The Tax Deductible Mortgage
All the titles I’ve read about this topic always say something to the effect of: Make Your Mortgage Tax Deductible. Although the titles say that, I believe it’s only used because that’s what everyone searches for. The fact is, your mortgage is never tax deductible (in Canada) unless it’s inside your RRSP or the government makes a change to the rules. That’s a different topic I’ll possibly tackle later.
Even though the title implies it, I’ve read the descriptions in some of the top finance blogs and they do describe the method correctly. However, to me, the title is incorrectly used. What’s really happening is that you’re just restructuring your finances to be more tax efficient. And the mortgage happens to be a large part of it. The mortgage is not tax deductible.
There are two particular circumstances needed to make this restructuring happen.
- You should have a mortgage
- You should have investments that are not locked in or in some type of registered retirement plan.
How Does the Overall Plan Work?
Let’s use an example of a homebuyer couple who just bought a home with a $300,000 mortgage. The couple also has $100,000 in investments that is not in their RRSP and that they did not use as down payment towards their home.
So, what can they do to make their situation more tax efficient or as other bloggers point out, “tax deductible”? Let’s say we can go back in time and redo this.
All they have to do is sell their investments and use it to pay down their home so that they have a $200,000 mortgage instead of $300,000.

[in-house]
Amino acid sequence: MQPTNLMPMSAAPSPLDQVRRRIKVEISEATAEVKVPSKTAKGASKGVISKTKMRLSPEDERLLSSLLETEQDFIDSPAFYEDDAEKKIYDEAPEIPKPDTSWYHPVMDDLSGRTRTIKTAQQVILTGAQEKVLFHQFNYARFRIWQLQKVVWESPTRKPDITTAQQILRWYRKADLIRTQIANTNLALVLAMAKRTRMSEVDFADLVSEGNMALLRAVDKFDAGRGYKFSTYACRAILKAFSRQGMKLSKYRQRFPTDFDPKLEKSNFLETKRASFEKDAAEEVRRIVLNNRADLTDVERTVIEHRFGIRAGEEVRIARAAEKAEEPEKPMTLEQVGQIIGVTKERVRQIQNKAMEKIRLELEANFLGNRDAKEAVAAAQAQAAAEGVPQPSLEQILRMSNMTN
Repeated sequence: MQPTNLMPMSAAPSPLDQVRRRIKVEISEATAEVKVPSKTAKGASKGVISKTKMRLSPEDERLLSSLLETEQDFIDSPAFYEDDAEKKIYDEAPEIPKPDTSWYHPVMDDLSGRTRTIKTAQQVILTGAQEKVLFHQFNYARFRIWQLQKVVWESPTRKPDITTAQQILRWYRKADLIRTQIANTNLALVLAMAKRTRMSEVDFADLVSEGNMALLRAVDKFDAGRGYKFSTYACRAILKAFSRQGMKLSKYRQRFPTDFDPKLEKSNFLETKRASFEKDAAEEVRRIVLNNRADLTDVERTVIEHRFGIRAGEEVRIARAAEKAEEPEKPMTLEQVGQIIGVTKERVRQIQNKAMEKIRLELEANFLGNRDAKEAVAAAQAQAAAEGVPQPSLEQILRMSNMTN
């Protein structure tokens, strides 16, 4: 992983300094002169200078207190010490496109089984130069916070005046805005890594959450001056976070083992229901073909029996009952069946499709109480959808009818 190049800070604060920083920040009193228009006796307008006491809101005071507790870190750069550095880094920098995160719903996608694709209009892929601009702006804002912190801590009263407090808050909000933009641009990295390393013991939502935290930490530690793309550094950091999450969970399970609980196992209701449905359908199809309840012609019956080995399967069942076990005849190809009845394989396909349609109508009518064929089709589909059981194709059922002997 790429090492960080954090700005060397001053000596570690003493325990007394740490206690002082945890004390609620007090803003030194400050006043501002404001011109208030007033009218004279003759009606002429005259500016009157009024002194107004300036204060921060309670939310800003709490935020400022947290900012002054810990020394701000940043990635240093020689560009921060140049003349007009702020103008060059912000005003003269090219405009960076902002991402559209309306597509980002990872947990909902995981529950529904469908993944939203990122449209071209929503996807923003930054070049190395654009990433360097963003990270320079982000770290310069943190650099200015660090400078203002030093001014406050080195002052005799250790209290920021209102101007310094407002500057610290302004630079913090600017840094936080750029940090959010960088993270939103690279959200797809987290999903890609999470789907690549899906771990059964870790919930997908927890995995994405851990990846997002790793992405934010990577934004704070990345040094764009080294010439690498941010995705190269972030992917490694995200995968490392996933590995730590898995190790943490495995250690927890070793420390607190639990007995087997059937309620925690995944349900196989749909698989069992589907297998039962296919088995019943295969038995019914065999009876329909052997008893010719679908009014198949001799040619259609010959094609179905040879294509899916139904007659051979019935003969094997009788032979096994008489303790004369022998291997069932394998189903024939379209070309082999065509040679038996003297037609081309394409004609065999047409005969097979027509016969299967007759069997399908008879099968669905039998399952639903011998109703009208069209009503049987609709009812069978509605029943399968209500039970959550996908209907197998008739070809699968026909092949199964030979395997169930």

Then, they take out a loan for $100,000 and invest it.
The end result: They have a $200,000 mortgage, $100,000 loan, and $100,000 in investments. It’s practically the same in that they have a total of $300,000 in debt and $100,000 in “valid” investments, which is what they had in the first place.
How is this more tax efficient than before? Well, the interest on the $100,000 loan is now tax deductible. So, if you pay $3,500 in interest, you actually can apply that to reduce your income. And that’s “how you make your mortgage tax deductible”. Which really is a bad description. It’s about restructuring your debt and investments in a tax efficient way since your mortgage is still not tax deductible. And it’s only $100,000 that is tax deductible. Only if you had $300,000 in investments (instead of $100,000) would you be able to have the equivalent of your whole mortgage amount tax deductible.
And what is “valid” you may ask? It’s basically investments that pay investment income. Also, you can’t deduct more than the income you earned in investments. Which means to maximize the efficiency of this strategy, you need to find investments that pay the same or more than interest you pay.
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